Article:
In TOEFL independent writing, statements with “if” in them are often useful. “If” statements can help you give good supporting details for your opinions.
How “if” statements work in general
In English, the word “if” is used in statements called conditionals. There are a few different possible grammar structures for conditional if statements. You can go over these structures in Kate’s review of conditionals if you want. But for this post, all you need to know about if statements is that they demonstrate cause and effect. To give one very simple example, I can tell you that if you read this post, you will learn something new about TOEFL Independent Writing. (Reading this blog post is a cause, and learning something new is the effect.)
How “if” statements work in TOEFL Independent Writing
In TOEFL Independent writing, you’re asked to express and support an opinion about a social issue. One of the best ways to support an opinion about society is to talk about what must be true if you are correct.
Suppose, for instance, that you strongly feel that governments need to make regulations to reduce pollution. You could say that if governments don’t make good laws, pollution will increase. On the other hand, you might feel that individual people need to make better decisions that reduce pollution. In that case, you could support your opinion by making a statement such as “If people make more of an effort to recycle and if people are more willing to use public transportation, we can have less pollution.”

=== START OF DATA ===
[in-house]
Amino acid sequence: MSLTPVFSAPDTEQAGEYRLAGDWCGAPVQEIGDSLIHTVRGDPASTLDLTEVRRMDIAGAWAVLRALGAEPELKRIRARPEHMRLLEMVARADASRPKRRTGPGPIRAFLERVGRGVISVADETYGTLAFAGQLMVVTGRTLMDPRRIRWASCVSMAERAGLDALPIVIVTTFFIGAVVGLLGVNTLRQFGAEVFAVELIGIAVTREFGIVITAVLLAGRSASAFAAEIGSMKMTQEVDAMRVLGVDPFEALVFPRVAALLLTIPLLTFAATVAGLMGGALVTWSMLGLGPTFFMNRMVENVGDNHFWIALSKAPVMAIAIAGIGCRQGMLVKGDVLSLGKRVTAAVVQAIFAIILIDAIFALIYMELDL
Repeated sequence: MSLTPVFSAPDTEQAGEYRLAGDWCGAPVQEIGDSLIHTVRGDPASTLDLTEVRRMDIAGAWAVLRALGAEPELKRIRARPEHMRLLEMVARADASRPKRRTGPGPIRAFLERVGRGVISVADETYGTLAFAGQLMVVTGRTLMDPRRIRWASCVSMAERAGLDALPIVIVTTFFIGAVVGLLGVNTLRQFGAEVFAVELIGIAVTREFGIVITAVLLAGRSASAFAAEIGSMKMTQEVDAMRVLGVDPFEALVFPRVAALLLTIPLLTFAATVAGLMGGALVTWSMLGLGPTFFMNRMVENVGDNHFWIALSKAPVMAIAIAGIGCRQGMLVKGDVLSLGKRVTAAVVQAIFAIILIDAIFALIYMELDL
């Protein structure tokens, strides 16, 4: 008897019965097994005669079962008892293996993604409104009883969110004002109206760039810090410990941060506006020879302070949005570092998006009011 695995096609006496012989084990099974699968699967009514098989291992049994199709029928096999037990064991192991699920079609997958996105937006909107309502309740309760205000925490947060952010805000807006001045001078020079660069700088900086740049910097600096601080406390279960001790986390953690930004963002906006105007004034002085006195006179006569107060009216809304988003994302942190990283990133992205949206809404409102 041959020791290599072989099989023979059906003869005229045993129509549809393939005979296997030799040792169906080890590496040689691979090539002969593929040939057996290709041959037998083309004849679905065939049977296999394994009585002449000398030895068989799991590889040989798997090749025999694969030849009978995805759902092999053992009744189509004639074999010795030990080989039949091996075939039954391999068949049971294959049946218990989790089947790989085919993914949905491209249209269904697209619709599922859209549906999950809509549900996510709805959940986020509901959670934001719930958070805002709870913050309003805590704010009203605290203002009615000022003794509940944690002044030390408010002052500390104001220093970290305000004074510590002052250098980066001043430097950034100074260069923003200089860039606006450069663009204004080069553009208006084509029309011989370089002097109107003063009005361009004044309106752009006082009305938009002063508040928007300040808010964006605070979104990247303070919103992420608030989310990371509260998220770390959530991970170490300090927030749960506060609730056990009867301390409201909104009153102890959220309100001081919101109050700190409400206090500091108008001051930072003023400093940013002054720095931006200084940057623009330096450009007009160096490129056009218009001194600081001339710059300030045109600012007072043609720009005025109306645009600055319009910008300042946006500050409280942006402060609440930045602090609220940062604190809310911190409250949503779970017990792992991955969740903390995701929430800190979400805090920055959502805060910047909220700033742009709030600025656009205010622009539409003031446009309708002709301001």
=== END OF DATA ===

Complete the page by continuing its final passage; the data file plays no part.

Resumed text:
In short, by using “if” to support your opinion, you encourage your reader to imagine situations that demonstrate your points.
Examples of if statements in a TOEFL Independent Writing response
Now, let’s look at some if statements that could be used in a response to an actual TOEFL Task 2 question. We’ll use this sample TOEFL Writing Task 2 prompt:
- Do you agree or disagree with the following statement? The Internet causes people to interact with each other less than they did in the past. Use specific reasons to support your answers.
Like many TOEFL Independent Writing questions, you are being asked to take a side on an issue. No matter which side you take, you can use “if” statements to give examples that support your argument. Below are some possible statements for the agree and disagree options.
- If people didn’t spend so much time in their rooms on the Internet, they would spend more time with their family and friends.
- If you meet other people in a public place like a coffee shop or the mall, you have more chances for memorable social interactions, compared to the Internet.
- Before the Internet was invented, if people were bored, they were more likely to leave their house and do things with other people.
- If we didn’t have the Internet, it would be a lot harder to chat with people from different parts of the world.
- If you go to an Internet cafe, you can actually meet people and make new friends while you’re doing your homework or playing computer games.
- If people who are not very social don’t have the Internet, they will still choose to do other things alone, without being social.
Using “if” statements in a full TOEFL Writing Task 2 response
These examples can help you think about how you might respond to the question above. Try writing your own answer to this Independent Writing question. Use the word “if” to give cause/effect details that support your opinion. And in my next post, I’ll show you my own model answer to this example Independent Writing Task.